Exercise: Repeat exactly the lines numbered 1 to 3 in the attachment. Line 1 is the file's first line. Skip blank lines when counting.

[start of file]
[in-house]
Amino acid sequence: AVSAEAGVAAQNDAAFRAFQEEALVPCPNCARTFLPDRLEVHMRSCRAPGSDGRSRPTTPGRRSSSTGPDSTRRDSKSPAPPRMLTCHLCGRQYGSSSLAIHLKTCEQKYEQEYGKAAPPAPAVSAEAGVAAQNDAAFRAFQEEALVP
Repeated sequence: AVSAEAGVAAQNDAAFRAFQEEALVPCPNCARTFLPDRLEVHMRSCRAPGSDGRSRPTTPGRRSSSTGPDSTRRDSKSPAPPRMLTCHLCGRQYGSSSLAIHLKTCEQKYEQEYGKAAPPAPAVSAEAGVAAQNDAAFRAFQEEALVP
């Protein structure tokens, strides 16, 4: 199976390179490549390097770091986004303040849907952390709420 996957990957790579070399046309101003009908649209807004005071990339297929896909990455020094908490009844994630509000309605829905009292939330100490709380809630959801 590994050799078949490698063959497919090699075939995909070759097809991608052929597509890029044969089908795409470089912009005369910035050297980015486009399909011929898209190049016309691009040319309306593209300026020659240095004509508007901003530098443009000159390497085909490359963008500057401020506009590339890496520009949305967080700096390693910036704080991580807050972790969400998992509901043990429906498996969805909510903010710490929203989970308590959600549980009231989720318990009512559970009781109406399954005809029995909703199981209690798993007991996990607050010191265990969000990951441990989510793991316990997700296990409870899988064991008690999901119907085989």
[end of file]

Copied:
[in-house]
Amino acid sequence: AVSAEAGVAAQNDAAFRAFQEEALVPCPNCARTFLPDRLEVHMRSCRAPGSDGRSRPTTPGRRSSSTGPDSTRRDSKSPAPPRMLTCHLCGRQYGSSSLAIHLKTCEQKYEQEYGKAAPPAPAVSAEAGVAAQNDAAFRAFQEEALVP
Repeated sequence: AVSAEAGVAAQNDAAFRAFQEEALVPCPNCARTFLPDRLEVHMRSCRAPGSDGRSRPTTPGRRSSSTGPDSTRRDSKSPAPPRMLTCHLCGRQYGSSSLAIHLKTCEQKYEQEYGKAAPPAPAVSAEAGVAAQNDAAFRAFQEEALVP